For a brief, shining moment on Sister Sonic Youth 'sound like' Mogwai circa Young Team and a few other spots, promising to make the easy genealogical links (the ones made by people who think ''sounds like'' - did you see what I did there? - means the same thing as 'influenced by').
It doesn't shine that much, though.
I feel totally disconnected from whoever my current audience is. If you you think you check this page regularly, please drop me at least a quick note saying hello (anything more about yourself would be welcome) at my email address, firstname.lastname@example.org. Response to this kind of request has been historically poor. I hope it won't be this time.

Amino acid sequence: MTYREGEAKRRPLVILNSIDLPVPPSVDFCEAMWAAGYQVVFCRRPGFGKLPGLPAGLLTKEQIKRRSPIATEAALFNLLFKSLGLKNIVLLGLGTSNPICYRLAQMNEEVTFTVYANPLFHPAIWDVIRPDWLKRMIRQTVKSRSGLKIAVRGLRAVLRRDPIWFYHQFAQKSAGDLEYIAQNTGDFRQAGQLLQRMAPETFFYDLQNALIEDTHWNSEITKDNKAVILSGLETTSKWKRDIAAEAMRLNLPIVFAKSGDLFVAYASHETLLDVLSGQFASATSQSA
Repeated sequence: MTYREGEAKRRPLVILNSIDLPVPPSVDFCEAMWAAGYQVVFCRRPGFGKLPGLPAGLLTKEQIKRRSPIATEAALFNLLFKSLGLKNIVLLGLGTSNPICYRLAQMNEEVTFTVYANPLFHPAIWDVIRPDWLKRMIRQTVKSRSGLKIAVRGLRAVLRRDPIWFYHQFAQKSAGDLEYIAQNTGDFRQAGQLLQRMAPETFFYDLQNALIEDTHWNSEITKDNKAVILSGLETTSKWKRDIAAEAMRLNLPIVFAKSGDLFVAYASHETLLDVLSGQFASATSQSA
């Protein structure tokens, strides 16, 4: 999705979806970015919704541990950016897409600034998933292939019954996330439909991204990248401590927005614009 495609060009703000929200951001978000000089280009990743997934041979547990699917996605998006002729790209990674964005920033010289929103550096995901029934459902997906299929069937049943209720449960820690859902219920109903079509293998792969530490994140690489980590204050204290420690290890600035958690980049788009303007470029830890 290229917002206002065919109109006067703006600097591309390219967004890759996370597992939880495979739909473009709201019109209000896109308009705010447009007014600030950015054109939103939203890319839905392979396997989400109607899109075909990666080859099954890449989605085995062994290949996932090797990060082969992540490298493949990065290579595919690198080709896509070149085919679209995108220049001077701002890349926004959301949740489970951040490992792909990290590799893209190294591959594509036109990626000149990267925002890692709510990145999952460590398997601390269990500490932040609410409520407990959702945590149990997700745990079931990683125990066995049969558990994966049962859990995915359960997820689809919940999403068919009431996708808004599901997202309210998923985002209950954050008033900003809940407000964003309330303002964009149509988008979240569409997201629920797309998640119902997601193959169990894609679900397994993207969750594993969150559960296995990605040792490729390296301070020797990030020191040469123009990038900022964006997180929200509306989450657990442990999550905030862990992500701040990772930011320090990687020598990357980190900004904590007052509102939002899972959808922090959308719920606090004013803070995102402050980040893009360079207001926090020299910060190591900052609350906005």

A number of things have conspired to divert my writing here. In the coming weeks I hope to get a better view of how this has happened.
I think Stevie Wonder pretty much always sounds believable when he sings "there'll be brighter days ahead". This is significant to me especially because so many of the sentments and emotions expressed by other music I love, especially the positive ones, never seem guaranteed to work completely. There could always be a time - there are times - when I play them, perhaps just feeling bad and playing a record, or perhaps deliberately hoping to feel better through playing them, and they fall short. The happy songs ring false or never seem to rise beyond the level of musical convention ("they're doing this happy thing there and singing about being happy but it's only supposed to sound happy because that's how you're supposed to make happy sounding music"). Maybe this is why sincerity and its relatives authenticity and soul and etc. are so important to people, at least in the way they talk: the hope is that these failures will never happen. They must be guarded against, because we don't want to be let down by the things we love (a danger: that we stop loving them).